Station EDD monitors flow from Station EMO about 300 m upstream (Figure 1) and from local catchments on the north and east sides of the Outslopes. The trend of pH through time shows a sharp decrease in late 1987, from around 8 to almost 6 (Figure 6), when the EMO ditch was connected to the EDD ditch. In early 1988, the first acidic pH (less than 6.0) was detected. By mid 1988, pH recovered, but began a trend of fluctuation until stabilizing near pH 4.0 in late 1990.

    Upstream Station EMO, and thus all pathways above it, remained steadily acidic since initiation of monitoring at EMO in late 1987. Therefore, the pH fluctuations in the late 1980's at EDD are attributable to the northern side of the Outslopes which only became steadily acidic in 1990. This was confirmed by cursory monitoring data on the northern side.

    Although pH first showed an acidic value in late 1988, sulphate concentrations produced a sharp increase in mid 1986 by a factor of two and again in mid 1987 by another factor of two (Figure 7). As a result, sulphate provided a warning period of about two years before acidic pH was first measured. This observation is consistent with the observations at Station NDD. Metals such as copper (Figure 8) responded to pH fluctuations due to the correlation between these two parameters.

    Station EDD is now consistently around 4.0. There are apparently no further major upstream pathways that can become acidic. As a result, water chemistry is expected to remain relatively constant for at least several decades, until sulphide minerals and leachable metals are depleted (Lister, 1994).

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   Figure 6          Figure 7          Figure 8


Conclusion

    A case study and conceptual model have been presented in this MDAG Internet case study to illustrate the onset of acidic drainage from a full-scale mine-rock pile. At the Island Copper Mine in British Columbia, the onset of acidic conditions involved a transition period of chemical fluctuations, from a few years (Station EDD) to perhaps a decade or more (Station NDD). The conceptual model shows that this onset is difficult to model and is highly location-specific. According to this model, the chemical fluctuations are due to the relative contributions and conditions in all upstream pathways. At Island Copper, all upstream pathways are expected to become acidic, so drainage from the on-land dumps is expected to become consistently acidic. At other minesites, some pathways may remain near neutral indefinitely so that ongoing fluctuations in water chemistry may become a long-term feature, with no persistent long-term net acidity.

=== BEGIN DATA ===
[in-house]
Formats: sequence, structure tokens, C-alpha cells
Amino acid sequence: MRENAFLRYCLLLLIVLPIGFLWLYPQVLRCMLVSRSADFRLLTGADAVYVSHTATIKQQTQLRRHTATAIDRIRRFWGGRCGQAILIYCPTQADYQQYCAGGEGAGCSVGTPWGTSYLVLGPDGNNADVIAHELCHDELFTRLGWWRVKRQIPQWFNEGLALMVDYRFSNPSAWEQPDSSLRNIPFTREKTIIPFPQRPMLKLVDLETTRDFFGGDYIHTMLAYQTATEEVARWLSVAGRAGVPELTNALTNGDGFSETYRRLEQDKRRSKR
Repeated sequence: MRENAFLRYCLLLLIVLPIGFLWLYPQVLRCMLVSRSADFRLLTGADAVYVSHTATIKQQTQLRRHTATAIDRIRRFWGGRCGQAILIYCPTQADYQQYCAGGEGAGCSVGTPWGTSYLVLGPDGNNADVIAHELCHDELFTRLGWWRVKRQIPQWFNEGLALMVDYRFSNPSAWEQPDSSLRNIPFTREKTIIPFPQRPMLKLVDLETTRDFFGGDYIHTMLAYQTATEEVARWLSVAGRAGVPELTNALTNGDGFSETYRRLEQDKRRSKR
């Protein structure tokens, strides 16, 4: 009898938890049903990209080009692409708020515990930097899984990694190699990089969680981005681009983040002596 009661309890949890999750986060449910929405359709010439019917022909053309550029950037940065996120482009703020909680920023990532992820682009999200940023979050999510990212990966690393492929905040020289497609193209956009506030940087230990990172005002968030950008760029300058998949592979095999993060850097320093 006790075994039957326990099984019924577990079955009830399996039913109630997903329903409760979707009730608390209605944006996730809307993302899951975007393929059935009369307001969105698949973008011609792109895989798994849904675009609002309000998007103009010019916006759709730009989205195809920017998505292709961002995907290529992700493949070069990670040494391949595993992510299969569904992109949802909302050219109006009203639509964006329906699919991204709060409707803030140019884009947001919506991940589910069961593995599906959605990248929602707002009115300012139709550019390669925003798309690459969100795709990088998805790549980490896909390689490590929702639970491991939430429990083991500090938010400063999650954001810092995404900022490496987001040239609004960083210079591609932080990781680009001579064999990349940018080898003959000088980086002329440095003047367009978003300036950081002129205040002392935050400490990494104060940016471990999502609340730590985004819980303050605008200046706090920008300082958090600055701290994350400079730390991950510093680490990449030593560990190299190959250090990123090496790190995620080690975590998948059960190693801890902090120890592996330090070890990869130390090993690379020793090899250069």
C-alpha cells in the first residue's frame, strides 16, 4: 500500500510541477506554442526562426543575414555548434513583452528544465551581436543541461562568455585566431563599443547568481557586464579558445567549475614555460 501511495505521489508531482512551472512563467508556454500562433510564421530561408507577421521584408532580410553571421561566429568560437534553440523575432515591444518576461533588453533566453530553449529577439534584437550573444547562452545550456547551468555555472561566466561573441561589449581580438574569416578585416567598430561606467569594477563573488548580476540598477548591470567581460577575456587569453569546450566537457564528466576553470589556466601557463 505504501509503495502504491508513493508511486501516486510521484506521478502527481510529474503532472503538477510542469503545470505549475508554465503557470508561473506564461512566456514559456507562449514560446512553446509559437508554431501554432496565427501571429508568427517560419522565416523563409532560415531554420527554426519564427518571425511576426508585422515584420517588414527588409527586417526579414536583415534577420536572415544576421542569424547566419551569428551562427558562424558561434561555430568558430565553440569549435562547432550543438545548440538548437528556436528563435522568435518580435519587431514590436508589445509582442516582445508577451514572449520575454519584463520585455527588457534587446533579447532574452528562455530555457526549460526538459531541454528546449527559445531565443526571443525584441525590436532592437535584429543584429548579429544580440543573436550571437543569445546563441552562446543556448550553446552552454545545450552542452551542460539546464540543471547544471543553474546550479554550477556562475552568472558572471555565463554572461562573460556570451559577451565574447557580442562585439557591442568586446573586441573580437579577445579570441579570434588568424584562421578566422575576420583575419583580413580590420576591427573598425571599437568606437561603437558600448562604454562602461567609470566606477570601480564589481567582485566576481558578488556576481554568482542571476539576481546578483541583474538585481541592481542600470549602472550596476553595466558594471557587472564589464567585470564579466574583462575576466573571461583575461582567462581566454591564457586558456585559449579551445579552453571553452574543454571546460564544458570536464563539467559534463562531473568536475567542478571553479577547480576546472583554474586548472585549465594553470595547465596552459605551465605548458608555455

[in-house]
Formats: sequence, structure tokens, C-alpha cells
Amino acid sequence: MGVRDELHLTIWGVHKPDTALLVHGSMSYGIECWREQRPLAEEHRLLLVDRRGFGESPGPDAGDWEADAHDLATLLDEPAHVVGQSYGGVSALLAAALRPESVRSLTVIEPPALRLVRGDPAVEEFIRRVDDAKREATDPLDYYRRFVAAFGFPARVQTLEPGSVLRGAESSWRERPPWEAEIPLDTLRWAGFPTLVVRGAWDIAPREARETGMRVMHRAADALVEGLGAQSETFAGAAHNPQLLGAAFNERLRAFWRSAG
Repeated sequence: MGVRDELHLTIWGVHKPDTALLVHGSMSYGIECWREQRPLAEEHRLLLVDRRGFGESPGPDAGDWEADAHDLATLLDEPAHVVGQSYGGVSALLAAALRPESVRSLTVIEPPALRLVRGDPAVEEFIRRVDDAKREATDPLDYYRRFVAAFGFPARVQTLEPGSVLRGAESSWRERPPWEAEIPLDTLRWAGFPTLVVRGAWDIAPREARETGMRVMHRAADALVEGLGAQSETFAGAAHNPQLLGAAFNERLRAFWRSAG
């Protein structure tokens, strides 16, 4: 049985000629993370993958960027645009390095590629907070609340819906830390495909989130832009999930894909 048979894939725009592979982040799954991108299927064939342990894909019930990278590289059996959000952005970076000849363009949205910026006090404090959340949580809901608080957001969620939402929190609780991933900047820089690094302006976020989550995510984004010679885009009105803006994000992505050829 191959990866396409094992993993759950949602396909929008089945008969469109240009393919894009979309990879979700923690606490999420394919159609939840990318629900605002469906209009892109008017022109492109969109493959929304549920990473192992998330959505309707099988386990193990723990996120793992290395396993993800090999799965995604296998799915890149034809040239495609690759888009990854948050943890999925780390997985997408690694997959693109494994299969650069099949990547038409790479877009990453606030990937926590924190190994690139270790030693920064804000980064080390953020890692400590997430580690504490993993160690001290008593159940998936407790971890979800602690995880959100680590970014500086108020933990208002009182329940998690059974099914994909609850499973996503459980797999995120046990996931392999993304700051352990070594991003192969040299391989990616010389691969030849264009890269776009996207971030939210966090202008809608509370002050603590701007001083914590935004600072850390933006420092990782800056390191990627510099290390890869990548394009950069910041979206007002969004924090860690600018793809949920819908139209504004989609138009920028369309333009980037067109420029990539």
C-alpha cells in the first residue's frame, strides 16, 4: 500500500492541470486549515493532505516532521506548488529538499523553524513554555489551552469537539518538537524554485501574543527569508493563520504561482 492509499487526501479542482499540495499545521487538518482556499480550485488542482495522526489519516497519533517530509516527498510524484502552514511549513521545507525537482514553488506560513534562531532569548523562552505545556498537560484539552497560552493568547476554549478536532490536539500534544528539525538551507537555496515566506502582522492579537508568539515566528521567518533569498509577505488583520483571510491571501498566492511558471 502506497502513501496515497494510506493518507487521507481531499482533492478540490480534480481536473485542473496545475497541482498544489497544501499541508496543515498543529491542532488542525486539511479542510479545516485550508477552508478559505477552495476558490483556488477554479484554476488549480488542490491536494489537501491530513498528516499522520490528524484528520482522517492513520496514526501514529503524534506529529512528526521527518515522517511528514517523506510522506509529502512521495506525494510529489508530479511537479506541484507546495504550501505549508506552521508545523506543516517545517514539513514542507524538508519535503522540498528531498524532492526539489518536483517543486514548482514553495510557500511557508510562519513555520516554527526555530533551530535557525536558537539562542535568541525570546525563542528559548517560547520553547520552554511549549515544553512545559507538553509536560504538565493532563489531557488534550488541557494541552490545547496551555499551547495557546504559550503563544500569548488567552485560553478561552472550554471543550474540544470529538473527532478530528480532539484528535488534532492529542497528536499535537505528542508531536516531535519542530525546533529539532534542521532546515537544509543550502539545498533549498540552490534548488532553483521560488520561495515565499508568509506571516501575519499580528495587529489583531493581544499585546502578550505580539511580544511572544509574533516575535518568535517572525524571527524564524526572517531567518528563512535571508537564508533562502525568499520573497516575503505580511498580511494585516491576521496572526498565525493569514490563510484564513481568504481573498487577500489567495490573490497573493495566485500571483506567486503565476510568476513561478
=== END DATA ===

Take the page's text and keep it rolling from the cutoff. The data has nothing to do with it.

Based on the two monitoring points (EDD and NDD), concentrations of sulphate show marked increases in concentrations, by a factor of two, about two years before the first appearance of acidic water (pH < 6.0). As a result, monitoring of aqueous sulphate at minesites with sulphide-bearing rock may provide warnings of any impending onset of acidic drainage, with sufficient response time to install remedial or control measures. However, sulphate will not act as a reliable indicator if its concentrations are already limited by solubility of minerals like gypsum, because the concentrations would not reflect actual reaction rates inside the mine-rock pile (e.g., Morin and Hutt, 1993).


References

Horne, I.A. 1993. The development of a closure plan for Island Copper Mine. IN: Proceedings of the 17th Annual Mine Reclamation Symposium, Port Hardy, British Columbia, May 4-7, p.99-107. Mining Association of British Columbia.

Li, M.G. 1991. Chemistry of the Drainage from a Waste Rock Dump at BHP-Utah Mines Ltd, Island Copper Mine. M.A.Sc. thesis, Department of Mining and Mineral Process Engineering, University of British Columbia. 201 p.

Lister, D. 1994. An Assessment of Acid Rock Drainage Potential of Waste Rock and Implications for Long Term Weathering of the North Dump at Island Copper Mine, Port Hardy, B.C. M.A.Sc. thesis, Department of Mining and Mineral Process Engineering, University of British Columbia. 217 p.

Morin, K.A., and N.M. Hutt. 1997. Environmental Geochemistry of Minesite Drainage: Practical Theory and Case Studies. MDAG Publishing, Vancouver, British Columbia. ISBN 0-9682039-0-6.

Morin, K.A., and N.M. Hutt. 1993. The use of routine monitoring data for assessment and prediction of water chemistry. IN: Proceedings of the 17th Annual Mine Reclamation Symposium, Port Hardy, British Columbia, May 4-7, p.191-201. Mining Association of British Columbia.

Morin, K.A., N.M. Hutt, and I.A. Horne. 1995. Prediction of future water chemistry from Island Copper Mine's On-Land Dumps. IN: Proceedings of the Nineteenth Annual Mine Reclamation Symposium, Dawson Creek, British Columbia, June 19-23, p. 224-233.

Morin, K.A., I.A. Horne, and D. Riehm. 1994. High-frequency geochemical monitoring of toe seepage from mine-rock dumps, BHP Minerals' Island Copper Mine, British Columbia. IN: Proceedings of the Third International Conference on the Abatement of Acidic Drainage, Pittsburgh, Pennsylvania, USA, April 24-29, Volume 1, p.346-354.



1999 Kevin A. Morin and Nora M. Hutt


For more case studies, see Environmental Geochemistry of Minesite Drainage: Practical Theory and Case Studies.